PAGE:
Every week, a chapter of my book, “Husband, Liar, Sociopath: How He Lied, Why I Fell For It & The Painful Lessons Learned” (available via Amazon.com, just click on the title or book cover) will be published here on Lovefraud. To read prior chapters, please see the links at the bottom of the post.
Chapter 45C: Whack-A-Mole Returns
The only topics Paul broached repeatedly were his company and our finances. Magically, as soon as we rang in the New Year, only six months after being assured of the financial success and viability of his company that would allow for this move and enable trips back East to see my aging parents multiple times a year—not to mention rebuilding our depleted assets—Paul informed me that his company was in trouble. In March, he stopped all payments to himself. Skeptical, I asked if Anne-Marie was doing the same. He danced around the answer in typical Paul fashion.
For the first fifteen years of our marriage, I had taken care of all the household finances—mortgage payments, credit cards, utility bills, and so on. However, a few years earlier, after I had searched the house in vain for a credit card statement so I could pay it, Paul offered to take care of all the credit card payments and bills via online banking. He also had to comment on how disorganized I had become. I trusted him—he was my husband—and I was happy to have that off my plate and to have Paul share in the household financial responsibilities, which had been up to me for so long. As a result of that transition, I had not seen a credit card statement for about two years.
The day after Paul told me of his company’s sudden financial difficulty, I tried to take an inventory of our assets, because I knew how quickly money could be depleted in a zero-cash-flow situation. I could not access our bank account online, because Paul had changed the password. I went to a local branch. There, I confirmed our balance and noted something odd. In the first week of January, Paul had transferred $30,000 from our personal accounts back to his company.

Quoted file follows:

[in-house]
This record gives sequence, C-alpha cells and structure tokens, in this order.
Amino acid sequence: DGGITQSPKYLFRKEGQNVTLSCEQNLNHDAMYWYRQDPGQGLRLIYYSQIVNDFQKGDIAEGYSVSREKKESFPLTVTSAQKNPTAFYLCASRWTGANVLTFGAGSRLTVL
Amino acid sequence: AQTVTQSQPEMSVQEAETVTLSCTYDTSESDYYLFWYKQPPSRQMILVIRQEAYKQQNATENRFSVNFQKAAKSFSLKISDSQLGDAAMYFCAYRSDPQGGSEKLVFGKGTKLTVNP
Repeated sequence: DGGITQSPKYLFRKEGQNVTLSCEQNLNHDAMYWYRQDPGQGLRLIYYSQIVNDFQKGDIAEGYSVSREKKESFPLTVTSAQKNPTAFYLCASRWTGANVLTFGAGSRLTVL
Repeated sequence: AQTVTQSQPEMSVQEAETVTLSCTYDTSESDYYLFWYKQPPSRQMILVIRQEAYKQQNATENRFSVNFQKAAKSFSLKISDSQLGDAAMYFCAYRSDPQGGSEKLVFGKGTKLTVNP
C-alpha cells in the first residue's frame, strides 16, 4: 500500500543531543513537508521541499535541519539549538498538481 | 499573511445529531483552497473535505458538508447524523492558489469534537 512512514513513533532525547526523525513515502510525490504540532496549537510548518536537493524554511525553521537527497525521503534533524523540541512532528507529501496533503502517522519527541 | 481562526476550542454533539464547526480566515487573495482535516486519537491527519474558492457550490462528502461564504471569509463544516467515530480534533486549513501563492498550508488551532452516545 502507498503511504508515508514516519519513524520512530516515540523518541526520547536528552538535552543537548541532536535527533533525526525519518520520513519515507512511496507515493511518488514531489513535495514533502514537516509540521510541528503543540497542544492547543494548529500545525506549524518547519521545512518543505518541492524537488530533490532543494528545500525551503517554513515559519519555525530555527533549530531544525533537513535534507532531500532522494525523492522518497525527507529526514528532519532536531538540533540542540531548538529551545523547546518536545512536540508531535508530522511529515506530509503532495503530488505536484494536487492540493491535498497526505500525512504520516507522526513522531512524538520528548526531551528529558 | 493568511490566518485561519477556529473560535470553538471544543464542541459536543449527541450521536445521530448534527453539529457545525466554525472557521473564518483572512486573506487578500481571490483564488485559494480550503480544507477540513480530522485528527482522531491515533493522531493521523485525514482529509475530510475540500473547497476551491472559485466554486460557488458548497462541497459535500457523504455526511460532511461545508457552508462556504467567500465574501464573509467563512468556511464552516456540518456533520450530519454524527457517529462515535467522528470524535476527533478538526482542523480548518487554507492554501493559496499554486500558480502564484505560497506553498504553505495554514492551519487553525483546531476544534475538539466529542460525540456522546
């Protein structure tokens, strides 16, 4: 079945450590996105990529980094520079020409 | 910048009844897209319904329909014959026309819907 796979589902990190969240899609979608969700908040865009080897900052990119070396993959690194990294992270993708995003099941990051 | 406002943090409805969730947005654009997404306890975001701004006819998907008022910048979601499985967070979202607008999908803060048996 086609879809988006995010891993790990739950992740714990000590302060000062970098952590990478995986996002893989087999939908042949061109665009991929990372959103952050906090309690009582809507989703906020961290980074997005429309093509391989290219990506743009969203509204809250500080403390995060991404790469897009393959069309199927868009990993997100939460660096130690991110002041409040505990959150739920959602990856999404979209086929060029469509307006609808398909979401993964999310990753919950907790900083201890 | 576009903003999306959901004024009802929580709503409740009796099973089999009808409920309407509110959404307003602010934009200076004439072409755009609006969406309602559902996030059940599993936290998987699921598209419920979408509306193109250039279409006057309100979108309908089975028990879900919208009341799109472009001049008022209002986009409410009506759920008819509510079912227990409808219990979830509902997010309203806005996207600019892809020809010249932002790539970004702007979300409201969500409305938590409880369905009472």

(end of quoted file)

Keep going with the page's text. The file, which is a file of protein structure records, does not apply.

Now I was kicking myself for letting Paul talk me out of renting when we had moved to Utah barely six months earlier. With no money coming in, our savings and checking account would be depleted rapidly by the mortgage alone.
Another month passed. Paul hardly spoke to me, and unless he addressed me in a kind, civil manner, I did not initiate any conversations with him that were not absolutely necessary. He bristled whenever I brought up the subject of money, bills, or our finances, often using anger to avoid answering any relevant questions. He was gone on business a lot, almost always to Chicago.
Then, early in April, UPS called our home regarding an unexpected package delivery, leaving a tracking number on the answering machine and an estimated time of arrival—apparently a signature would be required. When no package arrived, I went to the website to check on the package. The item was not slated to be delivered to our house; it was scheduled for delivery in Chicago to someone named Linda Peters. I Googled her name and discovered she worked for one of Paul’s clients in Chicago. However, the package addressed to her was not being delivered to the company address but to a residential address. It struck me as odd. I kept the information about the package and put it someplace safe.